Forrester Research CEO George Colony, argues that the impact of current economic crisis on tech may be milder than anticipated compared to what happened seven years back with the dot com burst. His primary argument is that tech spending is currently hovering around 6% whereas it used to be double that in the last tech downturn. He points out that tech is more centrestage and pervasive that what it was at the start of this century. Mobile penetrations have tripled in the US, online business is surging around the world. It confirms the earlier notion that IT is business. A well articulated argument here shows that the impact may not be felt where the deployment is critical to business and bound to strengthen additional investments. Tom Sullivan compiles the view that startups could particularly get affected due to the credit crisis.
I liked the logic that George has taken in constructing his idea. Besides the enterprises, the younger generation have their world more or less centered on tech in many ways. As I see it, the millennial generation has emerged as a powerful political and social force. Currently including young people up to 29 years of age, the millennials are the largest generation in history; they are independent-politically, socially, and philosophically-and they are spearheading a period of sweeping change in America and around the world and are clearly more tech centric that what was the case few years back. The Green efforts that many forward looking enterprises are embracing are going to further embed tech into core business.
Global rollouts, instances consolidations and the likes provide IT with unimaginable importance within enterprises. Its impossible to think of the birth of some sectors like what we see today without conceding a central role to IT. A Fedex, Walmart or trading rings as we see them today, can’t be even thought of without IT. The web has stroked the fire and the dot.com companies( or their peak valuations in their heydays!!), no doubt made people sit . I heard someone say that if their enterprise systems fail to perform for a few days, their entire annual earnings would be wiped away. Sensible boards insist on a credible CIO to get hired and no wonder we see that CIO’s also get fired faster. As I see across verticals, increasingly the competitive edge is just going to come out of Innovation and IT would play much more significant role in making this happen. In practice, I see that firms that are under investing in technology lose their edge over a period of time. I am not saying that every major initiative would directly contribute to competitiveness, but not trying would definitely harm them.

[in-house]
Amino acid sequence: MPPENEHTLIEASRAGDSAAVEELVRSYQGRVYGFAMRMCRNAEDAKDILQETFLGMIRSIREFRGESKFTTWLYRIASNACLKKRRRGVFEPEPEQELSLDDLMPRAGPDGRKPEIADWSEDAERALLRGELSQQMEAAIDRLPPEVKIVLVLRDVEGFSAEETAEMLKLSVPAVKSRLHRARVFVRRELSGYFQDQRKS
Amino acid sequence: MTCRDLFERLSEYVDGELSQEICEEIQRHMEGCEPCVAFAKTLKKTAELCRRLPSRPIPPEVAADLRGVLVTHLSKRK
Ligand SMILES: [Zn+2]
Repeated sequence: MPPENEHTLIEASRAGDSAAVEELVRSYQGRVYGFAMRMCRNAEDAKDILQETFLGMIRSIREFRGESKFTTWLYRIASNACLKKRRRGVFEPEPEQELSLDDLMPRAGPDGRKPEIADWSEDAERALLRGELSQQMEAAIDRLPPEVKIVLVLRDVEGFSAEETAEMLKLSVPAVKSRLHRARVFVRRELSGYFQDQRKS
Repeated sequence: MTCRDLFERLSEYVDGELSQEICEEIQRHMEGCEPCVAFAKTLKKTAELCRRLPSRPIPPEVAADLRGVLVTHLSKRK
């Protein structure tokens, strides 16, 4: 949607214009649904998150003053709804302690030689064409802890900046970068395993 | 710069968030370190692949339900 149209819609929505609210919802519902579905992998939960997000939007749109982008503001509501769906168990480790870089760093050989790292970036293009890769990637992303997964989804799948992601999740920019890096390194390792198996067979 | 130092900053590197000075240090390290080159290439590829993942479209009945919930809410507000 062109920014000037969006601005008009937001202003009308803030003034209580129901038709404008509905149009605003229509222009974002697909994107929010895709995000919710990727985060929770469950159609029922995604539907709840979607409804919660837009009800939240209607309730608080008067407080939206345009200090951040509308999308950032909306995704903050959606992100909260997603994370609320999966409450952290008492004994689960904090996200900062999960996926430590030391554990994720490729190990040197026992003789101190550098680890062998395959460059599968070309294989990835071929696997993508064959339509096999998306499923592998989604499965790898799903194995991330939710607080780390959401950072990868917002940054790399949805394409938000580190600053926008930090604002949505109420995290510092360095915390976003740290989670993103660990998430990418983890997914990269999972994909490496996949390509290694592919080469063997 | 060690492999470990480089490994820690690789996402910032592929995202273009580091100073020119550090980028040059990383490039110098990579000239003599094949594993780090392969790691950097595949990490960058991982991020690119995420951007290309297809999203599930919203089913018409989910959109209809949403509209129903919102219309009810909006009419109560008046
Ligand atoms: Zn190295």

Though there may be a potential dip in tech interest for a few quarters due to credit squeeze and overall economic slowdown, I see tech playing a much bigger role in the global business bounce back, when it happens. The tough environment would force tech ecosystem to innovate more and do it fast. No doubt - more of the same won't work for ever and the tech sector is not immune to this. Resource allocation challenges may abound, but in many instances, IT investments deliver more value to a company’s top and bottom lines—by creating distinct efficiencies and increasing revenues—than any potential/real savings gained from the more traditional IT cost cutting. Downturns give companies a chance to buck conventional wisdom and increase their IT investments. Savvy enterprises know that focussed initiatives in many areas can generate more efficiencies and contribute to revenue growth that would outshine potential savings from peanut butter spread model of direct cost reductions applied to IT as part of across the board cost reduction. Yesterday, I was in a meeting, where the discussions were hovering around specific areas where tech can play a major role in the transformation of the financial services business. Clearly, it is not a panic situation – in a few quarters the difference would be seen by all.
Labels: Emerging Trends, Tech Spending